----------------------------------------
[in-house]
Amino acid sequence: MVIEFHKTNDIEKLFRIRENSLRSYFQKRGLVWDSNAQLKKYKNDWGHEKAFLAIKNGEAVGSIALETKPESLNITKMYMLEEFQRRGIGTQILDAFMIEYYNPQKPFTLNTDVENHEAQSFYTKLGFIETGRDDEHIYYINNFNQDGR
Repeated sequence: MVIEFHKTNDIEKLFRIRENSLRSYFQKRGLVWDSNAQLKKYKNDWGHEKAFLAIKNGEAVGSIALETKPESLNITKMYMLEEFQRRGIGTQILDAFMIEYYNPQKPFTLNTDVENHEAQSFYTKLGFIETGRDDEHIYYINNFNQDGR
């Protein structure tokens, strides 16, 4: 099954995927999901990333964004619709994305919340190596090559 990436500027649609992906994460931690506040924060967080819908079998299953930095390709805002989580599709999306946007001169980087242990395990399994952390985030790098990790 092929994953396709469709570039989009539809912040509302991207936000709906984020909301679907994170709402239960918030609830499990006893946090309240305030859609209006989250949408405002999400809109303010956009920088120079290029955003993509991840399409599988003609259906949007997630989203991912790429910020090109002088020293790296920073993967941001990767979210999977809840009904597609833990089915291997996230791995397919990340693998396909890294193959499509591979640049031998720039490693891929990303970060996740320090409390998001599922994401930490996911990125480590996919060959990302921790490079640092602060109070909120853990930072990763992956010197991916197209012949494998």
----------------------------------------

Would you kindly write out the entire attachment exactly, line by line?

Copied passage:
[in-house]
Amino acid sequence: MVIEFHKTNDIEKLFRIRENSLRSYFQKRGLVWDSNAQLKKYKNDWGHEKAFLAIKNGEAVGSIALETKPESLNITKMYMLEEFQRRGIGTQILDAFMIEYYNPQKPFTLNTDVENHEAQSFYTKLGFIETGRDDEHIYYINNFNQDGR
Repeated sequence: MVIEFHKTNDIEKLFRIRENSLRSYFQKRGLVWDSNAQLKKYKNDWGHEKAFLAIKNGEAVGSIALETKPESLNITKMYMLEEFQRRGIGTQILDAFMIEYYNPQKPFTLNTDVENHEAQSFYTKLGFIETGRDDEHIYYINNFNQDGR
């Protein structure tokens, strides 16, 4: 099954995927999901990333964004619709994305919340190596090559 990436500027649609992906994460931690506040924060967080819908079998299953930095390709805002989580599709999306946007001169980087242990395990399994952390985030790098990790 092929994953396709469709570039989009539809912040509302991207936000709906984020909301679907994170709402239960918030609830499990006893946090309240305030859609209006989250949408405002999400809109303010956009920088120079290029955003993509991840399409599988003609259906949007997630989203991912790429910020090109002088020293790296920073993967941001990767979210999977809840009904597609833990089915291997996230791995397919990340693998396909890294193959499509591979640049031998720039490693891929990303970060996740320090409390998001599922994401930490996911990125480590996919060959990302921790490079640092602060109070909120853990930072990763992956010197991916197209012949494998």